What makes Falun Gong so angry?

falun gongWhat would prompt a New Yorker with a medical degree from the University of Chicago to yell at Chinese president Hu Jintao during a state ceremony and risk facing likely arrest and prosecution? Apparently it's nothing on the scale of domestic spying or holding foreign nationals captive without charges. No, those are likely small peanuts to Wenyi Wang, a believer in a religion that has been described as a "syncretistic update of Confucianism and Taoism." For her troubles, Wang could face six months in jail.

Check out the Washington Post's take on the incident and the aftermath:

The White House had issued Wang a one-day press pass to cover the ceremony after she presented credentials as a reporter for the Epoch Times. Many of the newspaper's staff members, like Wang, are Falun Gong practitioners, according to a newspaper spokeswoman.

Falun Gong is a Buddhist-based spiritual movement with millions of members in China and elsewhere. It became the focus of controversy when it was banned by the Chinese government in 1999 after followers staged a series of peaceful protests in Beijing. Founded by a Chinese soldier in 1992, Falun Gong in Chinese means "Practice of the Wheel of Law." It blends meditation and martial arts.

Adherents say thousands of the group's followers have been imprisoned by the Chinese government. The Epoch Times recently published articles alleging the harvesting and sale of organs from still-living practitioners held in Chinese labor camps. In the past, the harvesting of body parts from executed prisoners has been widely alleged and detailed in official Chinese government newspapers. The Chinese government has called Falun Gong an "evil cult" and accused its leaders of trying to overthrow the ruling Communist Party.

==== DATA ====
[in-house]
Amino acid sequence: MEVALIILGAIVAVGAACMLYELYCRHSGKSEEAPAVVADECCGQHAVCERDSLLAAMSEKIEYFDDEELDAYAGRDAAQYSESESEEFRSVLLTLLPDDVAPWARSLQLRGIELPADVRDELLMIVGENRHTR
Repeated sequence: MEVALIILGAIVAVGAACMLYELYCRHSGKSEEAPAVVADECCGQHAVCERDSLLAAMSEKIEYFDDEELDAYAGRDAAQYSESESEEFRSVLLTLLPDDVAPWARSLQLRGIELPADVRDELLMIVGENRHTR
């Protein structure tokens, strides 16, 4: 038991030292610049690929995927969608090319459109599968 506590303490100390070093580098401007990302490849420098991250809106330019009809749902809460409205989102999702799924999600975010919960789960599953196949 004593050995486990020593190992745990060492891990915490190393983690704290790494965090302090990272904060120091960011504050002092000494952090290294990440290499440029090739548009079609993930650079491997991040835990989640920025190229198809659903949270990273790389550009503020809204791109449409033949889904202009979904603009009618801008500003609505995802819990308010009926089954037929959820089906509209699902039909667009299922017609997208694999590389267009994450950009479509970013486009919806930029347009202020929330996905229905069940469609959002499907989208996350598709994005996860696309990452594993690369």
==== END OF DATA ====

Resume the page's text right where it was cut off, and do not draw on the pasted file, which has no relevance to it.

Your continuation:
Terri Wu, spokeswoman for the Epoch Times, said Wang has a medical degree and doctorate from the University of Chicago and has been working for the newspaper for six years, specializing in medical issues. The newspaper issued a statement saying that it did not know that Wang was planning the protest. The statement apologized to Bush and the White House -- but not to Hu.

The harvesting of organs from executed prisoners sounds like something any reasonable person would oppose. What is Falun Gong doing that prompts China's leaders to dismiss it as an "evil cult" bent on overthrowing the government?

Other than mentioning "meditation and martial arts," the Post article gives us little clue. Meditation and martial arts covers everything from Buddhism to Jackie Chan. Is Falun Gong really that broad or that dangerous?

The Post also published a brief sidebar on Falun Gong, but it leaves many questions unanswered.

This Wikipedia article on Falun Gong -- disputed for an alleged failure of neutrality -- contains some rich background, and anyone who has walked the streets of New York or Washington has most likely seen the group's fliers. The information is out there, Post editors.

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